- BSBINN501A - Establish systems that support innovation
Establish systems that support innovation
This unit may apply to individuals working in any community or industry context, in small or large organisations. While managers are often responsible for the development of new systems, depending on the organisation size and the nature of the system being developed, senior operational personnel or internal/external specialists may also undertake this role.
Systems are varied in nature and might apply to human resources management, team management, organisational structures, product development, information technology, marketing or training and assessment. The critical focus is on systems conceived and developed with innovation as the key driver.
Elements and Performance Criteria
1. Research context for new system development
1.1. Explore and analyse the impact of systems in the overall context of innovation
1.2. Explore and gain clarity around system objectives, particularly in relation to innovation
1.3. Analyse current organisational systems to identify gaps or barriers to innovation
1.4. Research and analyse current and emerging information about systems in other organisations and contexts
1.5. Evaluate the resources and other commitment required to foster innovation
1.6. Identify key stakeholders who can play a role in conceptualising or supporting new system ideas
2. Generate system concepts and options
2.1. Create system concepts that will foster innovation using individual and group techniques
2.2. Evaluate and discuss a range of ideas with relevant stakeholders
2.3. Clearly articulate the ways in which innovation is better supported by system ideas and options
2.4. Clearly articulate how the system itself is innovative
2.5. Expose ideas and options to ongoing testing, exploration and challenge
2.6. Select and refine system ideas that meet the workplace requirements and which are both feasible and innovative
3. Develop a plan for the system
3.1. Determine the need for specialised assistance and integrate into system planning
3.2. Analyse the potential impact of the new system on people, resources and other organisational practices
3.3. Consult with all stakeholders who will be involved with, or affected by, the new system
3.4. Develop an operational plan for the system, with budget, time lines and responsibilities
3.5. Develop a communication strategy to support the introduction of the new system
3.6. Evaluate the coaching and training needs of those who will use the system and plan a learning and development strategy
4. Trial the system
4.1. Present and consult on system proposals with relevant stakeholders
4.2. Analyse and integrate feedback into the system development process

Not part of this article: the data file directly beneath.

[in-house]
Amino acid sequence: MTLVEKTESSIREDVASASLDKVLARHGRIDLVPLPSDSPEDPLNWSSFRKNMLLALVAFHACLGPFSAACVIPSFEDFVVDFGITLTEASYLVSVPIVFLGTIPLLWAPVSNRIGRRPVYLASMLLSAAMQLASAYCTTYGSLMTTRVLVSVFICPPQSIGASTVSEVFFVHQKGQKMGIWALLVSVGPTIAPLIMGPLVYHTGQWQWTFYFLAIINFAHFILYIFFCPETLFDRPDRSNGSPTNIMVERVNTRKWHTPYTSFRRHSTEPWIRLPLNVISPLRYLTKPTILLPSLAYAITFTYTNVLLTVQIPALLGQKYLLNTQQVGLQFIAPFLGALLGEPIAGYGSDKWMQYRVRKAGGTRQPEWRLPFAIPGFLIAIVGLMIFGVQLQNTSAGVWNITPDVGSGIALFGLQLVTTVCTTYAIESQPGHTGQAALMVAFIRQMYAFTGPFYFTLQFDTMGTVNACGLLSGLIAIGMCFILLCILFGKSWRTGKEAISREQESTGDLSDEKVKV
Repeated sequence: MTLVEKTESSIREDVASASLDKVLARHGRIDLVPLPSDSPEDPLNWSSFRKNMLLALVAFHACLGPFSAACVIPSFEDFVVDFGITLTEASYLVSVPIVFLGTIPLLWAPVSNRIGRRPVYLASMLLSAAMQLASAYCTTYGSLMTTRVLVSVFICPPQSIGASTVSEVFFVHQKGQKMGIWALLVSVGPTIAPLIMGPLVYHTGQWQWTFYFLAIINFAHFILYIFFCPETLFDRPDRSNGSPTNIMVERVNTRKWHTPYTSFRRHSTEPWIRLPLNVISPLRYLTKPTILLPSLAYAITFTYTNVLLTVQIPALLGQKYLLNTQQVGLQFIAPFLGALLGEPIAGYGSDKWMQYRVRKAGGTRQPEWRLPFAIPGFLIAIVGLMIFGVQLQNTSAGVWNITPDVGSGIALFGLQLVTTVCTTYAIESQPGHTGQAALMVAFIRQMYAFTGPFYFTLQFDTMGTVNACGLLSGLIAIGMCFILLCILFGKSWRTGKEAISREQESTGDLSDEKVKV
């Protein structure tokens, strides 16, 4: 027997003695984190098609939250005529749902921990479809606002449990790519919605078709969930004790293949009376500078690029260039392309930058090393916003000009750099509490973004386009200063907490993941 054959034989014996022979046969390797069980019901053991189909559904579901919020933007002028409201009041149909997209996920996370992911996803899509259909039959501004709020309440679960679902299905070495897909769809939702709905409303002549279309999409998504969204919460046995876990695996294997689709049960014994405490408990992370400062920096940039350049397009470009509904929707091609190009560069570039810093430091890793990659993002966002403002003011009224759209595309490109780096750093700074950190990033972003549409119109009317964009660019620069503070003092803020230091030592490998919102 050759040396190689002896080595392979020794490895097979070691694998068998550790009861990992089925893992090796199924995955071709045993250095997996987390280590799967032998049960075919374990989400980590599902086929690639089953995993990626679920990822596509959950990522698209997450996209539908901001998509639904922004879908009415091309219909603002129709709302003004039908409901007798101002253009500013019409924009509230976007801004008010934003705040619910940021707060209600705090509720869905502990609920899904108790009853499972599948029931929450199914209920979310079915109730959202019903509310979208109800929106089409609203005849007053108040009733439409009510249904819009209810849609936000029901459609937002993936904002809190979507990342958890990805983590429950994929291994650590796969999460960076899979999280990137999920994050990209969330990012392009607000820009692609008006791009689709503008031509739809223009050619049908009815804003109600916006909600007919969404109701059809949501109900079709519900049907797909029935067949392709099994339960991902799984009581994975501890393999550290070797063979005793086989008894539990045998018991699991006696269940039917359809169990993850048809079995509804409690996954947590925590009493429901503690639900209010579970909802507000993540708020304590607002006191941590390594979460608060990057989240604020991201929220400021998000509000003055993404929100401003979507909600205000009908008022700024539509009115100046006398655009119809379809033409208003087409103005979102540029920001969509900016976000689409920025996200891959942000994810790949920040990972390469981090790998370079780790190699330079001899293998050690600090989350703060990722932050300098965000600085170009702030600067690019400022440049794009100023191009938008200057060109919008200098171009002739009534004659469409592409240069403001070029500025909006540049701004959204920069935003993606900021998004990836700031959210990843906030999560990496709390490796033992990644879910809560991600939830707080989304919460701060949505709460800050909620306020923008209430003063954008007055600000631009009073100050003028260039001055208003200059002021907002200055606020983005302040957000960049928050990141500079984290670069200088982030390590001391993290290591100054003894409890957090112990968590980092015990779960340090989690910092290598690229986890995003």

4.3. Determine appropriate context and parameters for the trialling process
4.4. Initiate the trial, taking account of all required consultative, coaching and technical issues
4.5. Monitor and review the trial in relation to its goals for fostering innovation
4.6. Open the improvement process to ongoing collaborative input and challenge
4.7. Adjust system to reflect evaluation feedback
communication skills to conduct potentially complex and challenging negotiations and consultations on new systems development and implementation
creative thinking skills to explore and generate innovative concepts
learning skills to stretch boundaries of own knowledge and skills, and to foster similar approaches in others
literacy skills to analyse and develop potentially complex organisational requirements and documentation for work systems
numeracy skills to develop and interpret financial estimates
planning and organisational skills to plan the implementation of new systems and to organise and implement training and learning activities
research skills to investigate the broader context for system development
self-management skills to take responsibility for driving system development with a focus on innovation
concepts and theories of change management, including ways of introducing change in different organisational contexts and change management communication strategies
concepts and theories of innovation and how these link to innovation in practice
in-depth understanding of the ways in which workplace systems can contribute to innovation in the workplace
project planning and management techniques
technical context in which the system is being developed
typical ways in which systems may present barriers to innovation
The Evidence Guide provides advice on assessment and must be read in conjunction with the performance criteria, required skills and knowledge, range statement and the Assessment Guidelines for the Training Package.